Here are our recommendations for the best places to walk around Santiago de Compostela:
All About the Parks
The first park you’ll probably hear about is Parque Alameda, located right between the Old and New Town. This park offers great views of the cathedral and south campus, and has hidden alcoves where you can discover interesting statues and lots of shady benches. Parque Boneval has plenty of open green space, making it the go-to for afternoon picnics. Here it’s not out of the ordinary to spot people slacklining, playing guitar, or taking an afternoon siesta. If it’s a Tuesday, you can walk down to Parque Belvis where they hold a small organic farmers market. Local produce and baked goods line the stands and you can even get a glass of sidra, Spanish cider, to-go after you’ve finished shopping around.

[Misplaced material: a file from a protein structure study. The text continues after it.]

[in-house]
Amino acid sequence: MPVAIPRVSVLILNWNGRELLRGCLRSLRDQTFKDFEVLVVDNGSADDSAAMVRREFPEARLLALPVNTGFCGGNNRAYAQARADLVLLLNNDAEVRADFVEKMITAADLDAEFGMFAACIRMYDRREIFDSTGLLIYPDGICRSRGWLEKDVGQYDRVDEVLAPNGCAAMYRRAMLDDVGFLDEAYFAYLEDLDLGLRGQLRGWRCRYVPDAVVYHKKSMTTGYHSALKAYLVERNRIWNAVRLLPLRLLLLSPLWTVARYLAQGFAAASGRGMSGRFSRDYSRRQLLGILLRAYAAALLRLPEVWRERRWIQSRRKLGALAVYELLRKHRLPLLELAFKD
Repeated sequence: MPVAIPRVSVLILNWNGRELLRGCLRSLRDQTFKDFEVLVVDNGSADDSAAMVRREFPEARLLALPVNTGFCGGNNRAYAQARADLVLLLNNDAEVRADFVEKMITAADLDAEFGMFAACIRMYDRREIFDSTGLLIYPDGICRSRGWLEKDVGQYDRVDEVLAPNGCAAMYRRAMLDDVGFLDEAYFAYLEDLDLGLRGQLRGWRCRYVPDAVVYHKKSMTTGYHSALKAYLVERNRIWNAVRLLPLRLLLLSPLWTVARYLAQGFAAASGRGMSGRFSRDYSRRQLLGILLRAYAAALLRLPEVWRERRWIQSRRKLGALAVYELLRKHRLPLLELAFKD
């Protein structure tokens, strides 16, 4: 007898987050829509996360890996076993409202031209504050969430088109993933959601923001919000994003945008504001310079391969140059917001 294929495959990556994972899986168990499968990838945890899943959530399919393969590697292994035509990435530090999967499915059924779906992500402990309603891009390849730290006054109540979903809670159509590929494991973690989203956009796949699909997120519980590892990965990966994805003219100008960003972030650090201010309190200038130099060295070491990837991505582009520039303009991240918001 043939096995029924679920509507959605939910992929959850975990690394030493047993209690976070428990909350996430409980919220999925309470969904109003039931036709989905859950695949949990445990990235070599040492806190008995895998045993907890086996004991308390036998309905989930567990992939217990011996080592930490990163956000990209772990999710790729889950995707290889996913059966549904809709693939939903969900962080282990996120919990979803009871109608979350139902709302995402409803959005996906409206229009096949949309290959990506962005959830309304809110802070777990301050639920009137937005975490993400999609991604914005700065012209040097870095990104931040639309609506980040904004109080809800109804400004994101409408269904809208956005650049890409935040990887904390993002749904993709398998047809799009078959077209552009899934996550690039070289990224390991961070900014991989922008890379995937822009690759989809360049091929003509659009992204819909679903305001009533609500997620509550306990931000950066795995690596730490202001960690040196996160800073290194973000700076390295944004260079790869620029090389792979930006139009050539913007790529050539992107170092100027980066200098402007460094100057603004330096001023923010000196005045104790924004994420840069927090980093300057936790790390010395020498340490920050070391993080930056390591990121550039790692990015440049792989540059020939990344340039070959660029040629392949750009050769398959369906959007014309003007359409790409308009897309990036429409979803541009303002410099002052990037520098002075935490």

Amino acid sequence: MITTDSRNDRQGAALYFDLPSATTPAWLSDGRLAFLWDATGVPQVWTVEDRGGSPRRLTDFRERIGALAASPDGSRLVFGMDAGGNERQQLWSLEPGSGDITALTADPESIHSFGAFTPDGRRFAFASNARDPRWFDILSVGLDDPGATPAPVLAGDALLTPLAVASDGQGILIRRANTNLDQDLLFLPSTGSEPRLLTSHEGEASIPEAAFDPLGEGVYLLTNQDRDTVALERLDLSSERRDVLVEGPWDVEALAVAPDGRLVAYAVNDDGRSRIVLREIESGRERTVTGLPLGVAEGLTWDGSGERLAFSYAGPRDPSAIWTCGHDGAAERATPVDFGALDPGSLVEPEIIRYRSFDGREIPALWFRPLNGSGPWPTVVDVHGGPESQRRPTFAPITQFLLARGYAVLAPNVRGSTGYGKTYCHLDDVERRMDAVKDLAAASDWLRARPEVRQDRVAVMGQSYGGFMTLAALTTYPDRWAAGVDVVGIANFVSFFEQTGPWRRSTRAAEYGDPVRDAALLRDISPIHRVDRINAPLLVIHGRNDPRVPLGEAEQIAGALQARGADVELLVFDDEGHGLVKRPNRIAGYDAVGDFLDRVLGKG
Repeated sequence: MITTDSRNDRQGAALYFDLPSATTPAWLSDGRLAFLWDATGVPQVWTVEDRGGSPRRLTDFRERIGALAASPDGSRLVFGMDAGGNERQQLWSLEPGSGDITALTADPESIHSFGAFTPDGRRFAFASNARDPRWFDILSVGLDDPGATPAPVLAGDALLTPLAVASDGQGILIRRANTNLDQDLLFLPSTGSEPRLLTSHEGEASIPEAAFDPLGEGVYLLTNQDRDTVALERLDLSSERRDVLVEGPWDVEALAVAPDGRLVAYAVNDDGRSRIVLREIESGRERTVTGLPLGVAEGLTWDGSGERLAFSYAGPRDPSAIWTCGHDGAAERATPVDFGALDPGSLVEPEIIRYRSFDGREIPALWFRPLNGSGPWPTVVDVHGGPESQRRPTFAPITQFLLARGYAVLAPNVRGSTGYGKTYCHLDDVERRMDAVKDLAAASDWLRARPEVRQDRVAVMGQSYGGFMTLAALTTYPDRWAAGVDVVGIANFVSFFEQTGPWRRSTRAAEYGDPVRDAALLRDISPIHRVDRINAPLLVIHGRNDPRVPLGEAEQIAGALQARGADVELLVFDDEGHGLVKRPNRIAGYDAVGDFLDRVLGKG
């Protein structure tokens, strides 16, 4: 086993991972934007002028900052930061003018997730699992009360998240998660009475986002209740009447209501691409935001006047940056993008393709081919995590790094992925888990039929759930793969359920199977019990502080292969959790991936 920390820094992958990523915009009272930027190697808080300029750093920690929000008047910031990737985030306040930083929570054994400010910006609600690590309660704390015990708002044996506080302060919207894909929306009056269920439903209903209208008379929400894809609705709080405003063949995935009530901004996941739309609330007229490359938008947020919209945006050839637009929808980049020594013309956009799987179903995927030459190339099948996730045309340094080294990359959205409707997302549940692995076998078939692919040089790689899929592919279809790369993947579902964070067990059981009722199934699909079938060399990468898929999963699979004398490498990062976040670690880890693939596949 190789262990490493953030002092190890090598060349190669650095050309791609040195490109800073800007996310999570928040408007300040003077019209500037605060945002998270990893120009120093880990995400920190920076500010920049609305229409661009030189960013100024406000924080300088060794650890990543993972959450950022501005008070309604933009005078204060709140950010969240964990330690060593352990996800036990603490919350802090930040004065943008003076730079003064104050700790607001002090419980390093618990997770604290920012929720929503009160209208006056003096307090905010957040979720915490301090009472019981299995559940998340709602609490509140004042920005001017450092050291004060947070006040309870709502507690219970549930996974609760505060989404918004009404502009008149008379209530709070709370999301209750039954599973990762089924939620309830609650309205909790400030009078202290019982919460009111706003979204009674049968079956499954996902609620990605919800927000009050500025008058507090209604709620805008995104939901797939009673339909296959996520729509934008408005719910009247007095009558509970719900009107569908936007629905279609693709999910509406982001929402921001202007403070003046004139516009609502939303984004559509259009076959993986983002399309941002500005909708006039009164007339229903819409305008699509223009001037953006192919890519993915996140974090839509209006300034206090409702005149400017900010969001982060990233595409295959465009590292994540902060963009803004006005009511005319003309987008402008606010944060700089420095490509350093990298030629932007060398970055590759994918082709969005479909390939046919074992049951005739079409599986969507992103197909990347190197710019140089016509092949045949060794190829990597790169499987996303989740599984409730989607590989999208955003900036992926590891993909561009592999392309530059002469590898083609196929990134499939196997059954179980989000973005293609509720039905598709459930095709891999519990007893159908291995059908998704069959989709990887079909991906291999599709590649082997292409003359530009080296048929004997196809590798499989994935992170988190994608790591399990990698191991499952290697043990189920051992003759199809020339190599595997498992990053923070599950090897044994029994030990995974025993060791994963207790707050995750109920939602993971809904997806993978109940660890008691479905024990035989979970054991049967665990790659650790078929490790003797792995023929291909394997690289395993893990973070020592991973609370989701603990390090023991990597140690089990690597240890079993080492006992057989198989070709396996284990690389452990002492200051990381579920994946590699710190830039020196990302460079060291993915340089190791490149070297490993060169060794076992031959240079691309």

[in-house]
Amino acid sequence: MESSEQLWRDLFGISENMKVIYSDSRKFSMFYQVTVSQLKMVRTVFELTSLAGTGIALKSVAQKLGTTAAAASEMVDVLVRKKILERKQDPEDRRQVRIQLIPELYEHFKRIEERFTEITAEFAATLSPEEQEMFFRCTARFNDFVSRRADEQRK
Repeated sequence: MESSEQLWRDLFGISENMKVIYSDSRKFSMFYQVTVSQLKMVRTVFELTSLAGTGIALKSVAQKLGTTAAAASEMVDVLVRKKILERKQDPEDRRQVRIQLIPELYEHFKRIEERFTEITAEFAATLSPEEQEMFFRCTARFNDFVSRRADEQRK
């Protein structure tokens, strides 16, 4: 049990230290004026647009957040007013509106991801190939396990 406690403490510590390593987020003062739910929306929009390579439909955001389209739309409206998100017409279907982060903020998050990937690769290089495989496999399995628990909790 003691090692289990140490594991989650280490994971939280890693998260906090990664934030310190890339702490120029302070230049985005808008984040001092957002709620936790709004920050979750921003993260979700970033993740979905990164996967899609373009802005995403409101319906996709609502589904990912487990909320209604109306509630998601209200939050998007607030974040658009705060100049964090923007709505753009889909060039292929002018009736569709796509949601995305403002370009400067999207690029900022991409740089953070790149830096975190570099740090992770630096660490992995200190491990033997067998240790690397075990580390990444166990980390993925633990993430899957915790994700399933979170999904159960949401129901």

The Local Market
Mercado de Abastos is the most famous market in Santiago. Here you’ll find fresh fish, charcuterie, homemade wine and liqueurs, and a plethora of fresh produce. This is also a great place to buy Santiago de Compostela’s traditional cheese, queso de tetilla, which comes in an original and smoked version. Saturday morning is the big day at Abastos, and stands fill up both inside and around the market. Our favorite Saturday stand has got to be the pulpo stand, where you can watch the quick preparation of octopus, being dropped in boiling water, cut with scissors, dressed and served on a wooden platter. Que delicioso!
Still Craving More Walking?
If completing the pilgrimage has left you feeling hiking withdrawals, don’t fret! A popular day hike from Santiago de Compostela will lead you from the Cathedral up to Monte Pedroso. With the summit only 40 minutes away, it’s the perfect leisurely hike for when you want to get a great view of Santiago during sunset.